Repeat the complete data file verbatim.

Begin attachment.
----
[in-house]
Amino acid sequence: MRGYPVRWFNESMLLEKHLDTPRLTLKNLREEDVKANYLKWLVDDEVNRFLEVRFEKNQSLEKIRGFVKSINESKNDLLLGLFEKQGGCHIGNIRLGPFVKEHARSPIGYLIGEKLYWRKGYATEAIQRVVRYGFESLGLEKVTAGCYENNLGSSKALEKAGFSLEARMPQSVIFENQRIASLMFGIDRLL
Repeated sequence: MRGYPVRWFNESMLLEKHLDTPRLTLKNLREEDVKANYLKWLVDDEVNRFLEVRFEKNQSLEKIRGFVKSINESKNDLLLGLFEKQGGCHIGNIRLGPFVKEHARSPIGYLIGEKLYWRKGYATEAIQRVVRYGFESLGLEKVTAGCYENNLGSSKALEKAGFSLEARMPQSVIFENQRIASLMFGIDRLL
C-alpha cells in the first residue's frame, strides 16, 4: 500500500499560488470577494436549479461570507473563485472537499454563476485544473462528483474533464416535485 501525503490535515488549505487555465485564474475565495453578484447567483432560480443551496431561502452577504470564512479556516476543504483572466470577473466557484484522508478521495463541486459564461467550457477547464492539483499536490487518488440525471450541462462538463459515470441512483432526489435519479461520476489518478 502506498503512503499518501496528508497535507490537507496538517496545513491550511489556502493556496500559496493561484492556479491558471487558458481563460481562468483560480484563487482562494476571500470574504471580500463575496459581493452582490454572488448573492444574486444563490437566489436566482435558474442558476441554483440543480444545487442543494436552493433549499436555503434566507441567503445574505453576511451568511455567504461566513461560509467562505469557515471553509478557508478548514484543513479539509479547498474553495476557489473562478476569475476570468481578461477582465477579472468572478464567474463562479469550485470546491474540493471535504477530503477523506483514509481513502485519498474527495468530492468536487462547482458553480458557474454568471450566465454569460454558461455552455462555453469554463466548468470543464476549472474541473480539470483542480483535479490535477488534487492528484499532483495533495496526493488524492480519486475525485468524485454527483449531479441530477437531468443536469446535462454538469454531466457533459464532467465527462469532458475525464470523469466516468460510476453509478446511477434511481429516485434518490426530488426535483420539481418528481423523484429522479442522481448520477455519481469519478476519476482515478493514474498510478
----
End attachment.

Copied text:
[in-house]
Amino acid sequence: MRGYPVRWFNESMLLEKHLDTPRLTLKNLREEDVKANYLKWLVDDEVNRFLEVRFEKNQSLEKIRGFVKSINESKNDLLLGLFEKQGGCHIGNIRLGPFVKEHARSPIGYLIGEKLYWRKGYATEAIQRVVRYGFESLGLEKVTAGCYENNLGSSKALEKAGFSLEARMPQSVIFENQRIASLMFGIDRLL
Repeated sequence: MRGYPVRWFNESMLLEKHLDTPRLTLKNLREEDVKANYLKWLVDDEVNRFLEVRFEKNQSLEKIRGFVKSINESKNDLLLGLFEKQGGCHIGNIRLGPFVKEHARSPIGYLIGEKLYWRKGYATEAIQRVVRYGFESLGLEKVTAGCYENNLGSSKALEKAGFSLEARMPQSVIFENQRIASLMFGIDRLL
C-alpha cells in the first residue's frame, strides 16, 4: 500500500499560488470577494436549479461570507473563485472537499454563476485544473462528483474533464416535485 501525503490535515488549505487555465485564474475565495453578484447567483432560480443551496431561502452577504470564512479556516476543504483572466470577473466557484484522508478521495463541486459564461467550457477547464492539483499536490487518488440525471450541462462538463459515470441512483432526489435519479461520476489518478 502506498503512503499518501496528508497535507490537507496538517496545513491550511489556502493556496500559496493561484492556479491558471487558458481563460481562468483560480484563487482562494476571500470574504471580500463575496459581493452582490454572488448573492444574486444563490437566489436566482435558474442558476441554483440543480444545487442543494436552493433549499436555503434566507441567503445574505453576511451568511455567504461566513461560509467562505469557515471553509478557508478548514484543513479539509479547498474553495476557489473562478476569475476570468481578461477582465477579472468572478464567474463562479469550485470546491474540493471535504477530503477523506483514509481513502485519498474527495468530492468536487462547482458553480458557474454568471450566465454569460454558461455552455462555453469554463466548468470543464476549472474541473480539470483542480483535479490535477488534487492528484499532483495533495496526493488524492480519486475525485468524485454527483449531479441530477437531468443536469446535462454538469454531466457533459464532467465527462469532458475525464470523469466516468460510476453509478446511477434511481429516485434518490426530488426535483420539481418528481423523484429522479442522481448520477455519481469519478476519476482515478493514474498510478